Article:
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Publication numberUS4522875 A
Publication typeGrant
Application numberUS 06/538,069
Publication dateJun 11, 1985
Filing dateSep 30, 1983
Priority dateSep 30, 1983
Fee statusLapsed
Also published asCA1249950A1, EP0136673A2, EP0136673A3
Publication number06538069, 538069, US 4522875 A, US 4522875A, US-A-4522875, US4522875 A, US4522875A
InventorsRobert D. Still, Jr., Paul J. Boeke
Original AssigneePhillips Petroleum Company
Export CitationBiBTeX, EndNote, RefMan
External Links: USPTO, USPTO Assignment, Espacenet
Polyphenylene sulfide
US 4522875 A
Abstract
A method for preparing stampable composites of poly(arylene sulfide) compositions that are radio frequency energy sensitive and reinforced with fibrous or filamentous mat; the stampable composites prepared thereby; a method for preparing a laminate with metal sheet and fiber mat reinforced poly(arylene sulfide) in which the poly(arylene sulfide) is sensitive to radio frequency energy; a bonded laminate produced thereby; stamped objects produced from the composites and/or laminates.
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Claims(41)
We claim:
1. A porous composite of fibrous reinforcing mat surrounded by a discontinuous matrix forming a fused coating of the fibrous mat said matrix comprising poly(arylene sulfide) and a radio frequency energy sensitizer.
2. A non-porous composite of fibrous reinforcing mat surrounded by a continuous matrix forming a fused coating of the fibrous mat said matrix comprising poly(arylene sulfide) and a radio frequency energy sensitizer.
3. A porous composite of fibrous reinforcing mat surrounded by a continuous matrix forming a fused coating of the fibrous mat said matrix comprising poly(arylene sulfide) and a radio frequency energy sensitizer.
4. A method for preparing a porous composite of fibrous reinforcing mat surrounded by a discontinuous matrix forming a fused coating of the fibrous mat said matrix comprising poly(arylene sulfide) and radio frequency energy sensitizer said method comprising:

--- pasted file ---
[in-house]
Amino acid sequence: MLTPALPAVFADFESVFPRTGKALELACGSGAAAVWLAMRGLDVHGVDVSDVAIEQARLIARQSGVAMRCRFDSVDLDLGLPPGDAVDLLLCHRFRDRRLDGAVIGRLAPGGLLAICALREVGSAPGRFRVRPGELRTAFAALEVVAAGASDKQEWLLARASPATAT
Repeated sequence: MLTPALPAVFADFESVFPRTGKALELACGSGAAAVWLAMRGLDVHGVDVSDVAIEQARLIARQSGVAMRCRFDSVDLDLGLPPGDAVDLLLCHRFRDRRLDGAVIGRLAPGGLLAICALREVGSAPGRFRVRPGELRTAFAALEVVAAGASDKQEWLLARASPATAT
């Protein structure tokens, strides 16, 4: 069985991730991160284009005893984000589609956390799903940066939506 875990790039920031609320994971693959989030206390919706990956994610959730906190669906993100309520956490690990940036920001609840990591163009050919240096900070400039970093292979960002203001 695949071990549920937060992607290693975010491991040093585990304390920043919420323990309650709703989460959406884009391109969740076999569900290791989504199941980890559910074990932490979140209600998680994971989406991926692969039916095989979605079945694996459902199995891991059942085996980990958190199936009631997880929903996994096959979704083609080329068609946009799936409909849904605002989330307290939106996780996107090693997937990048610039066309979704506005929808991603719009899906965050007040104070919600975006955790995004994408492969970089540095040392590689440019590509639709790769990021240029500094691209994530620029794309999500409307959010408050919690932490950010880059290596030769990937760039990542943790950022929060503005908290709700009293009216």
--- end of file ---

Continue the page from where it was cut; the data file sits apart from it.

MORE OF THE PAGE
(a) impregnating a mat of fibrous reinforcing material with an admixture comprising poly(arylene sulfide) powder admixed with an amount of a radio frequency energy sensitizing composition sufficient to produce an admixture sensitive to melting using radio frequency energy, said admixture present in an amount that on treatment with radio frequency energy produces a discontinuous matrix,
(b) subjecting said mat impregnated with said admixture to sufficient radio frequency energy to melt said admixture thereby forming a discontinuous matrix of sensitized poly(arylene sulfide) surrounding said reinforcing material with a fused coating, and
(c) cooling said matrix coated with poly(arylene sulfide) to produce a reinforced composite.
5. A method of claim 4 wherein said impregnating is an electrostatic coating process.
6. A method of claim 5 wherein said impregnated mat of (b) is compacted before cooling.
7. A composite of fibrous reinforcing mat surrounded by a discontinuous matrix forming a fused coating of the fibrous mat said matrix comprising poly(arylene sulfide) and a radio frequency energy sensitizer prepared by the method of claim 5.